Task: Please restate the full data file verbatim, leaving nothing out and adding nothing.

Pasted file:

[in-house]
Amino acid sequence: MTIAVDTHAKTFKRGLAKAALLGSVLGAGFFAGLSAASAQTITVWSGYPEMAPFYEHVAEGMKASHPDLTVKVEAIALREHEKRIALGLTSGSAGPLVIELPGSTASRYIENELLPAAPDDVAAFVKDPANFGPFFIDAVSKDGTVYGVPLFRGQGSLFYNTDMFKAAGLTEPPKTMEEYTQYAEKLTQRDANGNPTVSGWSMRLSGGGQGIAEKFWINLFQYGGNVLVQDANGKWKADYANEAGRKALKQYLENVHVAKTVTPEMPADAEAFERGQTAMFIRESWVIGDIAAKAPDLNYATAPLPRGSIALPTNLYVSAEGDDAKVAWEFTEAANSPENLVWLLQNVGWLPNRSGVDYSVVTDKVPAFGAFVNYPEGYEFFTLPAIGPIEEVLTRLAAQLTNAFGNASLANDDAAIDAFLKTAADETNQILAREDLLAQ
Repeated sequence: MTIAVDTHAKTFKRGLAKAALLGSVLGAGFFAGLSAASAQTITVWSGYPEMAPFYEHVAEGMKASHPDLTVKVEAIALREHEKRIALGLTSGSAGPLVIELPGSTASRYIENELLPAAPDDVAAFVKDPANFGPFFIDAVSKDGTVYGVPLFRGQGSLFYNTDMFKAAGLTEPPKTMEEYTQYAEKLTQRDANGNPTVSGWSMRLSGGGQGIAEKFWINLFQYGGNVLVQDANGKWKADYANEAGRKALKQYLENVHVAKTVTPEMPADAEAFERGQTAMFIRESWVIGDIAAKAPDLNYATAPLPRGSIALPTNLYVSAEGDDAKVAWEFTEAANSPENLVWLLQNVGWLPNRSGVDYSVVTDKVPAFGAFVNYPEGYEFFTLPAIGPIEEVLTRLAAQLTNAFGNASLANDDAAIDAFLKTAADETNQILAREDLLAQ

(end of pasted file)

[in-house]
Amino acid sequence: MTIAVDTHAKTFKRGLAKAALLGSVLGAGFFAGLSAASAQTITVWSGYPEMAPFYEHVAEGMKASHPDLTVKVEAIALREHEKRIALGLTSGSAGPLVIELPGSTASRYIENELLPAAPDDVAAFVKDPANFGPFFIDAVSKDGTVYGVPLFRGQGSLFYNTDMFKAAGLTEPPKTMEEYTQYAEKLTQRDANGNPTVSGWSMRLSGGGQGIAEKFWINLFQYGGNVLVQDANGKWKADYANEAGRKALKQYLENVHVAKTVTPEMPADAEAFERGQTAMFIRESWVIGDIAAKAPDLNYATAPLPRGSIALPTNLYVSAEGDDAKVAWEFTEAANSPENLVWLLQNVGWLPNRSGVDYSVVTDKVPAFGAFVNYPEGYEFFTLPAIGPIEEVLTRLAAQLTNAFGNASLANDDAAIDAFLKTAADETNQILAREDLLAQ
Repeated sequence: MTIAVDTHAKTFKRGLAKAALLGSVLGAGFFAGLSAASAQTITVWSGYPEMAPFYEHVAEGMKASHPDLTVKVEAIALREHEKRIALGLTSGSAGPLVIELPGSTASRYIENELLPAAPDDVAAFVKDPANFGPFFIDAVSKDGTVYGVPLFRGQGSLFYNTDMFKAAGLTEPPKTMEEYTQYAEKLTQRDANGNPTVSGWSMRLSGGGQGIAEKFWINLFQYGGNVLVQDANGKWKADYANEAGRKALKQYLENVHVAKTVTPEMPADAEAFERGQTAMFIRESWVIGDIAAKAPDLNYATAPLPRGSIALPTNLYVSAEGDDAKVAWEFTEAANSPENLVWLLQNVGWLPNRSGVDYSVVTDKVPAFGAFVNYPEGYEFFTLPAIGPIEEVLTRLAAQLTNAFGNASLANDDAAIDAFLKTAADETNQILAREDLLAQ